The low turnout at Doha doesn’t stop authoritarian demagoguery at the UN, whose climate chief Christiana Figures this week declared the talks were about “a complete transformation of the economic structure of the world”.
Hence the scare campaign.
With the Kyoto protocol due to run out on December 31 we are witnessing the desperate last roll of the dice from climate alarmists who have cried wolf once too often.
This is the disease afflicting the formerly great institution of the CSIRO, where I once worked.
It is now preoccupied with the climate issues on which its government funding depends, as Tom Quirk writes in Quadrant magazine this month.
Where it used to provide inspired technical solutions for Australia’s agriculture and industry, the $1 billion scientific research organisation is rapidly becoming irrelevant.
That becomes clear when you look at this year’s annual report.
In 150 pages, the word climate appears 88 times, sustainability 61 times, carbon 57, emissions 34, and greenhouse 32.
By contrast, the things that actually drive Australia’s economy barely feature.
Wool is nowhere to be found, despite being among our top 20 export earners and despite CSIRO’s proud history of wool research - from Softly detergent to robot shearers.
Wheat appears 11 times, coal five times, iron ore, our top export, appears twice, cattle and natural gas appear once each.
The climate change gravy train is where the action is, judging by the CSIRO Twitter account. On Monday, after Pep’s report was published, there were 13 tweets, more than half about climate change.
But while the CSIRO was stoking a fear campaign, a global group of climate scientists, including former CSIRO principal research scientist Colin Barton, was busy with a bucket of cold water to throw on climate hysterics.
While Pep’s report says that emissions have risen by 54 per cent since 1990 there has been no corresponding rise in temperature, say the 129 scientists in a scathing letter to UN Secretary-General Ban Ki-Moon complaining about his alarmist climate rhetoric.
“There has been no statistically significant global warming for almost 16 years,” they write, citing data released last month from the UK Meteorological Office.
“The hypothesis that our emissions of CO2 have caused, or will cause, dangerous warming is not supported by the evidence.”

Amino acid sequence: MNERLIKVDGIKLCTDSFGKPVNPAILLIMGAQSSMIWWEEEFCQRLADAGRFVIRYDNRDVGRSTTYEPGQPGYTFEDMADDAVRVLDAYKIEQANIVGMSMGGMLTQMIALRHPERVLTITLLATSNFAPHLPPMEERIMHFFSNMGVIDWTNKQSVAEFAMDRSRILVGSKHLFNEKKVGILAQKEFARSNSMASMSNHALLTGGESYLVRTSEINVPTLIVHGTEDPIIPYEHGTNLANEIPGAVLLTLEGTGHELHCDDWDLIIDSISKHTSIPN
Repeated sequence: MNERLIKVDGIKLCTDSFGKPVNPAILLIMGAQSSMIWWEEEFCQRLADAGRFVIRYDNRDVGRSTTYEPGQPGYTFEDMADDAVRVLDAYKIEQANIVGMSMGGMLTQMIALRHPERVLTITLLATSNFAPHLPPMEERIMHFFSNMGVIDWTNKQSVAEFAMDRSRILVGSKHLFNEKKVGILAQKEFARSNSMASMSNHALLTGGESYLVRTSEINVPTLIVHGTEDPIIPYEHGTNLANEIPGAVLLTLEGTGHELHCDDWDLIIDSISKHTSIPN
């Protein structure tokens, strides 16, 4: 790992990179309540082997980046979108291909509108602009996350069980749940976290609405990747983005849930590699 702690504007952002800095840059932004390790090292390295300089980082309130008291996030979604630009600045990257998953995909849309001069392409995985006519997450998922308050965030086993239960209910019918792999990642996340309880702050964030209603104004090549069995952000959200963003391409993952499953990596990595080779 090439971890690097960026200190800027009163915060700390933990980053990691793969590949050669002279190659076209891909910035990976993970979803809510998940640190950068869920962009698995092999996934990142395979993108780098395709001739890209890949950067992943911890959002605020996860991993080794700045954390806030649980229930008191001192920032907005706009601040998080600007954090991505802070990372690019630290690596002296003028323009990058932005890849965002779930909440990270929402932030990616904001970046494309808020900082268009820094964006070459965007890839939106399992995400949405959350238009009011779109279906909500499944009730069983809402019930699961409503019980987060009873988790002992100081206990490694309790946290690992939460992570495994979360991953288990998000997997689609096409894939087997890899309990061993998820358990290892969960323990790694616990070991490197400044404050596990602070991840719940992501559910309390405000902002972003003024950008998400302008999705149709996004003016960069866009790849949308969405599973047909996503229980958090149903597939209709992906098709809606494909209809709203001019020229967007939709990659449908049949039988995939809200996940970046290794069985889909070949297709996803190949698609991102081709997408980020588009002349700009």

In other words, if it is the end of the world as we know it, we can all feel fine.
Why we adore babies royally
It’s funny how delighted so many of us are at the news that Prince William and his bride, the former Kate Middleton are expecting a baby.
But babies have that effect on people. I remember complete strangers on the street cooing over my newborn with a gentle proprietorial interest. A baby is the pure miracle that belongs to everyone. So it’s quite normal to be excited for two royal strangers on the other side of the world.
In every public outing since their wedding last year they have seemed blissfully well matched. At a time when marriage is under siege, and divorce and adultery the order of the day, it is heartening to see a young couple give the institution a good name.
And for William, who grew up in the spotlight of his parents’ tragic union, marital harmony must be especially precious.
If his devotion to his wife is any indication, William will be a doting dad, with reports he will take paternity leave.
Happily for the child, attitudes to fathering have evolved since William’s father Charles, and grandfather Prince Philip, were thrust inadequately into the role.
A new generation of men is embracing fatherhood with a passion once expected only in women, and what a delight it is to behold. Channel Nine boss David Gyngell this week fairly gushed when talking about his newborn son Ted: “I’ve always had my wife but now the nucleus of our family is there. It’s unbelievable ... unbelievable. There’s more important things in the world than just work.”